Where Are the Dry Valleys in Antarctica?

Antarctic Life in the McMurdo Dry Valleys

When the first explorers discovered the McMurdo Dry Valleys, they believed the valleys to be entirely void of any life. Little did they know that even in such a dry cold desert and inhospitable place…life can still be found! The Dry Valley ecosystems feature organisms that are perfectly adapted to the harsh climate, using the streams, rocks and ice-covered lakes as their habitat.

Who are these tough fellows that survive there?


Lichens, mosses, algae and cyanobacteria (a blue-green algae) inhabit the valleys. Lichens are known to withstand extreme conditions all over the world and have even survived a scientific journey into space. They cover the rocks on the valley floor, sustaining on the little water that trickles down from nearby glaciers. In some places, lichens adapted to grow inside of rocks, where they find a warmer environment, since the rocks absorb sunlight. Mosses and algae grow mostly in places with regular water exposure, close to the small streams of the valleys. Cyanobacteria are photosynthetic organisms and, just like mosses and algae, cover the areas near water.

Dry Valleys Discovery

Terrestrial Invertebrates

The physical and biological constraints of life in the valleys make survival difficult. Only die-hard species such as springtails, mites, nematodes (roundworms), rotifers, tardigrades and other soil invertebrates can be found in the Dry Valleys.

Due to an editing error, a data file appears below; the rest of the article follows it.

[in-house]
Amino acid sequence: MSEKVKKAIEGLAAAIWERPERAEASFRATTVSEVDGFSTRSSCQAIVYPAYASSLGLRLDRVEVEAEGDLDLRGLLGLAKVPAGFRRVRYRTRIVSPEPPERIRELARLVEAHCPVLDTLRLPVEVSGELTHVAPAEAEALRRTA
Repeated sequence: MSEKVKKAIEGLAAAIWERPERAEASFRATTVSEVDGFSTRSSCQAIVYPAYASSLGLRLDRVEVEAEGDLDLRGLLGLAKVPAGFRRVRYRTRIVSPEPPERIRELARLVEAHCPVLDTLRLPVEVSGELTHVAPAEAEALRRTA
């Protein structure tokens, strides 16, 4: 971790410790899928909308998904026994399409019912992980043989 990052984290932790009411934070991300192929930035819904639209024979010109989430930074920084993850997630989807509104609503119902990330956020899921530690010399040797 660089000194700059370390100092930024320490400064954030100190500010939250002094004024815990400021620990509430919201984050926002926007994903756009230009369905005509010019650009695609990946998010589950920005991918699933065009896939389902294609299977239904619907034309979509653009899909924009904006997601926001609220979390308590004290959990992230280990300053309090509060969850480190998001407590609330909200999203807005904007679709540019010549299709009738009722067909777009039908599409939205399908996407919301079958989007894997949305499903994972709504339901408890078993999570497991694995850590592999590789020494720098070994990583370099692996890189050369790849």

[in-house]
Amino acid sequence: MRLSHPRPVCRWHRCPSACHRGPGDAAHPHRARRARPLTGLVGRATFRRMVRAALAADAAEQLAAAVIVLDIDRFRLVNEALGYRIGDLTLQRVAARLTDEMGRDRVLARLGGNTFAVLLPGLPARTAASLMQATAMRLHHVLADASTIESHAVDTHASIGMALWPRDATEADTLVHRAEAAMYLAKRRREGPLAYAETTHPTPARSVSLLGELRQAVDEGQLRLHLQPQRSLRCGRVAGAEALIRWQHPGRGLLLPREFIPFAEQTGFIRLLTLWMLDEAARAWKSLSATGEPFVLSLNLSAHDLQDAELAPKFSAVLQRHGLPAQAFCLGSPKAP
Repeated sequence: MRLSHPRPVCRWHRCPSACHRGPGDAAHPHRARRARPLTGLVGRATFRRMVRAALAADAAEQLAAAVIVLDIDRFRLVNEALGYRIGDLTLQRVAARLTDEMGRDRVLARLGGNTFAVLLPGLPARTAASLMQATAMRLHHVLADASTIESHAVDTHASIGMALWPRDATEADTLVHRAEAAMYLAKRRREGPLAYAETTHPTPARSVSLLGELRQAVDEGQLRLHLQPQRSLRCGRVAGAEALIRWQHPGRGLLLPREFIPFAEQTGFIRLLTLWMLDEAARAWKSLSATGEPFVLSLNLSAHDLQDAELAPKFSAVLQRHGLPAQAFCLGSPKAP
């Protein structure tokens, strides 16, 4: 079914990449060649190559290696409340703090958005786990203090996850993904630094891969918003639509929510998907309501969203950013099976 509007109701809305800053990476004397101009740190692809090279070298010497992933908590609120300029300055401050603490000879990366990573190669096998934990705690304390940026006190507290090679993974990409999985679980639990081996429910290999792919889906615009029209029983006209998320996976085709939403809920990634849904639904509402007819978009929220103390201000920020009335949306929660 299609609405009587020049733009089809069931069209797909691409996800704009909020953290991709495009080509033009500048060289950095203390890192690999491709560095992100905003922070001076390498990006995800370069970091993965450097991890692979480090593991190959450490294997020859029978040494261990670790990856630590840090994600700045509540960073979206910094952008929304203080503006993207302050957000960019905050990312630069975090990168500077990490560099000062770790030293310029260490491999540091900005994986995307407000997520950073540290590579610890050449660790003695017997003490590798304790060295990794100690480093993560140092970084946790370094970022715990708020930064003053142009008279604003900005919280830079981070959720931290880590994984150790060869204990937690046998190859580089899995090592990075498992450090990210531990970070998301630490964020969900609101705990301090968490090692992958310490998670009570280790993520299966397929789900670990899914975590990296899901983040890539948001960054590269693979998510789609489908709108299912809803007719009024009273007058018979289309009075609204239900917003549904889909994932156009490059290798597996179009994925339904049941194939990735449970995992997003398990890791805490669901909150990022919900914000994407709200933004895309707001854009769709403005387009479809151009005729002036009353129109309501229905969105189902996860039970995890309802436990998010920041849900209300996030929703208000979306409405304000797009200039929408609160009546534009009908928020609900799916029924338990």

When Were the Dry Valleys Discovered?

More than a decade ago, during the heydays of Antarctic exploration, adventurers stumbled over this oddity on the White Continent. The first valley to be discovered was the Taylor Valley (one of the three largest of the McMurdo Dry Valleys). Scott’s Discovery Expedition in 1901-1904 spotted this unusual place, standing out from the otherwise ice-covered surroundings of the continent. It was named after Griffith Taylor, who explored it in more detail during the Terra Nova Expedition in 1910-1913. The Wright Valley was originally discovered by the Scott party in 1903, but the full scope of it only became visible decades later, when aerial photography mapped the region in 1947.